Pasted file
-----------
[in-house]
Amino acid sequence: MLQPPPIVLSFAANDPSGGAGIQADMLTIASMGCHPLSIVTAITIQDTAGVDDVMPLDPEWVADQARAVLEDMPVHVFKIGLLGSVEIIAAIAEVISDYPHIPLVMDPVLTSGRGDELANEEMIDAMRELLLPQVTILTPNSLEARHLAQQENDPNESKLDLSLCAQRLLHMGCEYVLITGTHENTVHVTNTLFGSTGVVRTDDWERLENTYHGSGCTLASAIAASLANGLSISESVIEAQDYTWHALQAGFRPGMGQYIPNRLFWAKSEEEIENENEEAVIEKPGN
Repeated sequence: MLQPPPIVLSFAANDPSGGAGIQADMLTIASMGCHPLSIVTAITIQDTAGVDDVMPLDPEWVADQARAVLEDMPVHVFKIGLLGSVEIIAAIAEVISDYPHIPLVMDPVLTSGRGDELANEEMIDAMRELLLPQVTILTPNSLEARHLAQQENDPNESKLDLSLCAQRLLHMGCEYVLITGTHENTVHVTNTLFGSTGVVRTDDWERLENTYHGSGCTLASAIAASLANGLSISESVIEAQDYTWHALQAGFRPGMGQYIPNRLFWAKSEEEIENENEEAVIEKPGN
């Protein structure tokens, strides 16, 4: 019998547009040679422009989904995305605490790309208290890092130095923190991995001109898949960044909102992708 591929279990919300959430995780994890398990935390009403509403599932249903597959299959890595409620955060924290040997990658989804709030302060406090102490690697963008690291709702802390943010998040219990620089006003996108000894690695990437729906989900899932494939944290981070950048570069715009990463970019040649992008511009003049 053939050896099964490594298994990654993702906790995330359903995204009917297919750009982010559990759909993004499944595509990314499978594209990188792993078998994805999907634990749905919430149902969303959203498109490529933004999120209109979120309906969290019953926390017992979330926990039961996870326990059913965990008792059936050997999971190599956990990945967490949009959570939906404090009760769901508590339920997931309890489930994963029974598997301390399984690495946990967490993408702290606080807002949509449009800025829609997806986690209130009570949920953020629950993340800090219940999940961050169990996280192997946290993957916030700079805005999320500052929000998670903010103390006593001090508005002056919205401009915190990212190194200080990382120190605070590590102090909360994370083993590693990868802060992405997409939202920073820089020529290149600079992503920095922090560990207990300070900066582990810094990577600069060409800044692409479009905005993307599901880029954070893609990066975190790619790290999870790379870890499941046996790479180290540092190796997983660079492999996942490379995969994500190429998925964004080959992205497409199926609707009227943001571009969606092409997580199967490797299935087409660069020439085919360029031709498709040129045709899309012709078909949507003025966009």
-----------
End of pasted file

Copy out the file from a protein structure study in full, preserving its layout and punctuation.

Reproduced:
[in-house]
Amino acid sequence: MLQPPPIVLSFAANDPSGGAGIQADMLTIASMGCHPLSIVTAITIQDTAGVDDVMPLDPEWVADQARAVLEDMPVHVFKIGLLGSVEIIAAIAEVISDYPHIPLVMDPVLTSGRGDELANEEMIDAMRELLLPQVTILTPNSLEARHLAQQENDPNESKLDLSLCAQRLLHMGCEYVLITGTHENTVHVTNTLFGSTGVVRTDDWERLENTYHGSGCTLASAIAASLANGLSISESVIEAQDYTWHALQAGFRPGMGQYIPNRLFWAKSEEEIENENEEAVIEKPGN
Repeated sequence: MLQPPPIVLSFAANDPSGGAGIQADMLTIASMGCHPLSIVTAITIQDTAGVDDVMPLDPEWVADQARAVLEDMPVHVFKIGLLGSVEIIAAIAEVISDYPHIPLVMDPVLTSGRGDELANEEMIDAMRELLLPQVTILTPNSLEARHLAQQENDPNESKLDLSLCAQRLLHMGCEYVLITGTHENTVHVTNTLFGSTGVVRTDDWERLENTYHGSGCTLASAIAASLANGLSISESVIEAQDYTWHALQAGFRPGMGQYIPNRLFWAKSEEEIENENEEAVIEKPGN
């Protein structure tokens, strides 16, 4: 019998547009040679422009989904995305605490790309208290890092130095923190991995001109898949960044909102992708 591929279990919300959430995780994890398990935390009403509403599932249903597959299959890595409620955060924290040997990658989804709030302060406090102490690697963008690291709702802390943010998040219990620089006003996108000894690695990437729906989900899932494939944290981070950048570069715009990463970019040649992008511009003049 053939050896099964490594298994990654993702906790995330359903995204009917297919750009982010559990759909993004499944595509990314499978594209990188792993078998994805999907634990749905919430149902969303959203498109490529933004999120209109979120309906969290019953926390017992979330926990039961996870326990059913965990008792059936050997999971190599956990990945967490949009959570939906404090009760769901508590339920997931309890489930994963029974598997301390399984690495946990967490993408702290606080807002949509449009800025829609997806986690209130009570949920953020629950993340800090219940999940961050169990996280192997946290993957916030700079805005999320500052929000998670903010103390006593001090508005002056919205401009915190990212190194200080990382120190605070590590102090909360994370083993590693990868802060992405997409939202920073820089020529290149600079992503920095922090560990207990300070900066582990810094990577600069060409800044692409479009905005993307599901880029954070893609990066975190790619790290999870790379870890499941046996790479180290540092190796997983660079492999996942490379995969994500190429998925964004080959992205497409199926609707009227943001571009969606092409997580199967490797299935087409660069020439085919360029031709498709040129045709899309012709078909949507003025966009």